Date of Award
Doctor of Philosophy
Rob Cuzner, David Yu, Ilya Avdeev, Sevki Demirbas
High Frequency Transformer, Multi-port Sst, Power Electronic, Solid State Transformer, SST
Conventional power system includes four major sections, bulk generation, transmission network, distribution network, and loads. The main converter in the conventional electric grid is the low-frequency passive transformer providing galvanic isolation and voltage regulation for various voltage zones. In this configuration, small-scale renewable energy resources are generally connected to the power system at low voltage zones or inside microgrids.
Recent developments in the design of power electronic elements with higher voltage and power ratings and medium/high frequency enable making use of solid state transformer at different voltage levels in the distribution system and microgrid design. In this work, the concept of a Multi-Port Solid State Transformer (MPSST) for distribution network application is introduced. MPSST provides a compact, integrated and galvanically isolated multi-port node for microgrid and distribution applications and reduces the number and size of the converters in the concept of efficient smart distribution systems.
A new architecture for distribution systems integrating distributed generation (DG) at different voltage zones using MPSST is proposed, studied and simulated. The developed concept interconnects different voltage types and levels using one compact converter with a centralized control logic. In addition, a general method is developed and mathematically analyzed to provide active and reactive power support using the local alternative power sources through MPSST.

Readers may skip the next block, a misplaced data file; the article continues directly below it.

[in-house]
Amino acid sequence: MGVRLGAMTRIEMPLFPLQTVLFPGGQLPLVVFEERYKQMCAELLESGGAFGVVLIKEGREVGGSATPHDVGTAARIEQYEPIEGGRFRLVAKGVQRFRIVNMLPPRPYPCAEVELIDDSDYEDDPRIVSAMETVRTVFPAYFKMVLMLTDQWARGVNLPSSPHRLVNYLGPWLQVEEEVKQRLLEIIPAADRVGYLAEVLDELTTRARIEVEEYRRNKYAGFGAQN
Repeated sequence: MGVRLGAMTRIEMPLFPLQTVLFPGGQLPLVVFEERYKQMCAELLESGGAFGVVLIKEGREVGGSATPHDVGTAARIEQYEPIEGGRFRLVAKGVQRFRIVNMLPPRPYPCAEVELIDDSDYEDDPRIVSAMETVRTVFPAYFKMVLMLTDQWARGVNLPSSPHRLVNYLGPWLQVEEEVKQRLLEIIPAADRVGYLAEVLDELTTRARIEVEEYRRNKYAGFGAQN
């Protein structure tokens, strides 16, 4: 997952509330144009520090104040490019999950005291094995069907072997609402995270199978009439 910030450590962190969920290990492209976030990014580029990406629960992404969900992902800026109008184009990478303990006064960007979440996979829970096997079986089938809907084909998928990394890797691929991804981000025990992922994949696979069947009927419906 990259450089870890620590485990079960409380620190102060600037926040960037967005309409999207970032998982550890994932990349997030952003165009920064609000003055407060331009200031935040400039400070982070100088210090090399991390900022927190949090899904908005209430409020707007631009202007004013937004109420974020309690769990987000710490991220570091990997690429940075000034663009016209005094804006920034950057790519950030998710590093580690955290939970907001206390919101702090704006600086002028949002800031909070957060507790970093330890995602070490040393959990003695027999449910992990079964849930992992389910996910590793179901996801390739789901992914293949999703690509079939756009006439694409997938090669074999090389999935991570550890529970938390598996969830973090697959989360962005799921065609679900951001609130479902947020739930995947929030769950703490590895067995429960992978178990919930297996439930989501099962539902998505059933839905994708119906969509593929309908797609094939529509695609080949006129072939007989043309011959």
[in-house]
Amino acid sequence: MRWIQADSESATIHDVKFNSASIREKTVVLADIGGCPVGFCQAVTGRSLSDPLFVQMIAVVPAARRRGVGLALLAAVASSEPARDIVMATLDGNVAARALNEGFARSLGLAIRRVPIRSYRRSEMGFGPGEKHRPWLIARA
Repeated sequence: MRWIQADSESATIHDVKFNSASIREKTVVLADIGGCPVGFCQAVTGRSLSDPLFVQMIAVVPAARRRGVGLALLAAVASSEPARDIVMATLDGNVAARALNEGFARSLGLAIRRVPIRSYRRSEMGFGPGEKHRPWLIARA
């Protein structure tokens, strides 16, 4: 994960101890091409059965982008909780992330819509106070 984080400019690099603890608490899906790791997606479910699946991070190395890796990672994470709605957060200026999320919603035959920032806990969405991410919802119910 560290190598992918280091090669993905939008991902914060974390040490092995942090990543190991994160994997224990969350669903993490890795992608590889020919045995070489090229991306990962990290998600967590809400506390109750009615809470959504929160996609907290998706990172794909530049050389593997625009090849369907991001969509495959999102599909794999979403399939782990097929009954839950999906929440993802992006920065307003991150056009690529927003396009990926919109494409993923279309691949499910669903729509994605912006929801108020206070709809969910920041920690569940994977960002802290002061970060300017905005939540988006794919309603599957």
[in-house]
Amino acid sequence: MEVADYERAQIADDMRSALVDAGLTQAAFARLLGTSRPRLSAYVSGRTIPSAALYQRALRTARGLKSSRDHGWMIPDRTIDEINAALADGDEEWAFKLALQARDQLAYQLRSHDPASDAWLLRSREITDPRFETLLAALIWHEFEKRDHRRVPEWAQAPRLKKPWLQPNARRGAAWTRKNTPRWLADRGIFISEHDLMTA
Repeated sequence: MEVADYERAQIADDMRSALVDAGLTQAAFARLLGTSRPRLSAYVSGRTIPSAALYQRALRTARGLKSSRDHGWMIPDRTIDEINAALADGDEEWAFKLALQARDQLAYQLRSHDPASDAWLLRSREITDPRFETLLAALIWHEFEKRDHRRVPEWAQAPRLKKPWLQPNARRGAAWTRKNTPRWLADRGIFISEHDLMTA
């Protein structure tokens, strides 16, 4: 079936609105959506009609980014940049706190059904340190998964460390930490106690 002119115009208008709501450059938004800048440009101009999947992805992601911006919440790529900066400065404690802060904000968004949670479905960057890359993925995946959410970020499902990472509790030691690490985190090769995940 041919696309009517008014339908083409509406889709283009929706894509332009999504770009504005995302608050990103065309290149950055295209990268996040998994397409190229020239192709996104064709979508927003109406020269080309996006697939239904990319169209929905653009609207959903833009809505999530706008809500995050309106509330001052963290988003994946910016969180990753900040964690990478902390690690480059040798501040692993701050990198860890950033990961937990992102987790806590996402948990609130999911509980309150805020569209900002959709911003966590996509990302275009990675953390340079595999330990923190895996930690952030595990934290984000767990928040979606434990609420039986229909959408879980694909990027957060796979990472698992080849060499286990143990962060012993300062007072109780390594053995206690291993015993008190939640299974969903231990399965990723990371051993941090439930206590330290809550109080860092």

MPSST is a combination of high-frequency power electronic converters and a multi-winding high-frequency transformer. The total size of the MPSST is dramatically smaller than the conventional transformers with the same voltage and power rating. MPSST also enables online measurement and data collection and active control of the parameters at all connected ports. A two-layer control technique, which is a combination of duty cycle control and a modified phase shift control is used to regulate the voltage and power flow of the different ports. Since the converter has several independent and dependent variables, a transfer matrix between variables of the converter is calculated and used in system control.
Finally, the implementation process of the converter including, component selection, modeling, software development, and transformer design is presented and the first prototype of the MPSST is developed and tested in the lab. Chapter five includes the hardware test results and the discussion and comparison of the results with the design expectations.
Rashidi, Mohammad, "Design and Implementation of a Multi-port Solid State Transformer for Flexible Der Integration" (2017). Theses and Dissertations. 1681.